The Brexit transition deal shows that the EU, not the UK, has taken back control

Tory Leavers have been forced to accept an agreement they once boasted would never be needed. 

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The Brexiteers are jubilant: the UK has agreed a transitional deal with the EU. For 21 months after Britain’s scheduled departure in March 2019, almost nothing will change. The UK will remain a de facto member of the single market and the customs union and continue to obey EU law. Brexit Secretary David Davis boasted that the “time-limited implementation period” (the government refuses to use the term “transition”) would provide “the certainty demanded by businesses and citizens across the European Union and United Kingdom.”

The agreement is, in some respects, a victory for Leavers. It defies those who predicted a chaotic outcome and increases the chance that Brexit, in one form or another, will happen next year. But the outcome that Leavers now hail as a success would once have been deemed a failure. Though it was the UK that voted to “take back control”, it is the EU that has.

In the distant era of 2016, Davis and other Brexiteers, such as International Trade Secretary Liam Fox, insisted that no transition at all would be needed. Britain, Leave politicians promised, would simultaneously negotiate its divorce from the EU and a new trade deal. After last year predicting a summer-long row, Brexit Secretary David Davis capitulated on the first day of the EU talks. Since then, the government has merely delayed the inevitable.

It has ended its rash threats to end security cooperation and to leave without a deal. It has accepted a £35-39bn divorce bill (a figure which Davis previously described as “made up” and for which Boris Johnson said the EU could “go whistle”), which will not be paid off until 2064. It has agreed to grant EU citizens full rights during the transition period (with European Court of Justice oversight until 2027). In the absence of an answer to the Irish Question, it has accepted a “back stop” plan of keeping Northern Ireland under EU law to avoid a hard border with the Republic. And, to the disdain of Scottish Conservatives, it has agreed to remain in the Common Fisheries Policy for the duration of the transition. 

True, the EU has formally granted the UK permission to negotiate and sign trade deals with non-European countries during the transition period. But as the text states, such agreements will not “enter into force” unless “authorised by the Union”. And as Brussels has correctly calculated, the UK’s trade partners will want to study the final EU agreement before striking their own deals (which, as economists have repeatedly shown, will not compensate for restricted trade with Europe). “They [the UK] are leaving 750 international agreements,” noted chief Brexit negotiator Michel Barnier. “750! The UK has work to do to re-establish relations with all those partners.”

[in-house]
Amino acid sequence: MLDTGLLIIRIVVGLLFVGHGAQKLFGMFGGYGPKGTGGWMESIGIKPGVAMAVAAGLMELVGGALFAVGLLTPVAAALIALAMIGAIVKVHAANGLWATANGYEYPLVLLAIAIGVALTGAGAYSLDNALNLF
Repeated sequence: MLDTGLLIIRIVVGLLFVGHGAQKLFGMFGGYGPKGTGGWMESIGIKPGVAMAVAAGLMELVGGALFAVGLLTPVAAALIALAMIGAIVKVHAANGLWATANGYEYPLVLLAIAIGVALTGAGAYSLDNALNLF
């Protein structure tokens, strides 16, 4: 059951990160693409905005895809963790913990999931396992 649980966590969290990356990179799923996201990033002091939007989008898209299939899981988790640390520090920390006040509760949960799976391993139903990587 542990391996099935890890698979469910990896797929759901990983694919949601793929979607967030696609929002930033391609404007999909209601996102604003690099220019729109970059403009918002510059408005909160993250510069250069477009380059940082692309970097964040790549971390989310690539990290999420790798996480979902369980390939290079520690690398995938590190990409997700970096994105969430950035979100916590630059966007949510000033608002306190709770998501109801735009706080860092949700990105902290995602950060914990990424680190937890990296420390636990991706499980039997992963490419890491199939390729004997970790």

Yet by now, according to Davis, Britain should be on the verge of agreeing “a free trade area massively larger than the EU”. In a July 2016 ConservativeHome piece, seemingly unaware that the UK is prohibited from signing its own trade deals with non-EU members, he wrote that this could be achieved “within two years, before the negotiation with the EU is likely to be complete”.

But more than four years on from the referendum, in the summer of 2020, the UK will have no new trade deals in place. The risk is now not that the agreed transition is too long but that it is too short. Davis himself is said to have privately remarked that an interregnum of five years would be more appropriate. But the Tories are determined to break free well before the next general election (2022) and the EU has no desire to allow the UK to linger in a Brexit antechamber.

No country has ever expended such effort to leave the world’s largest single market, rather than to join it. Once Britain formally exits the EU, its weak negotiating position will become weaker still. The point at which the economic self-harm of Brexit finally becomes clear has been deferred - but it has not been averted. 

George Eaton is political editor of the New Statesman.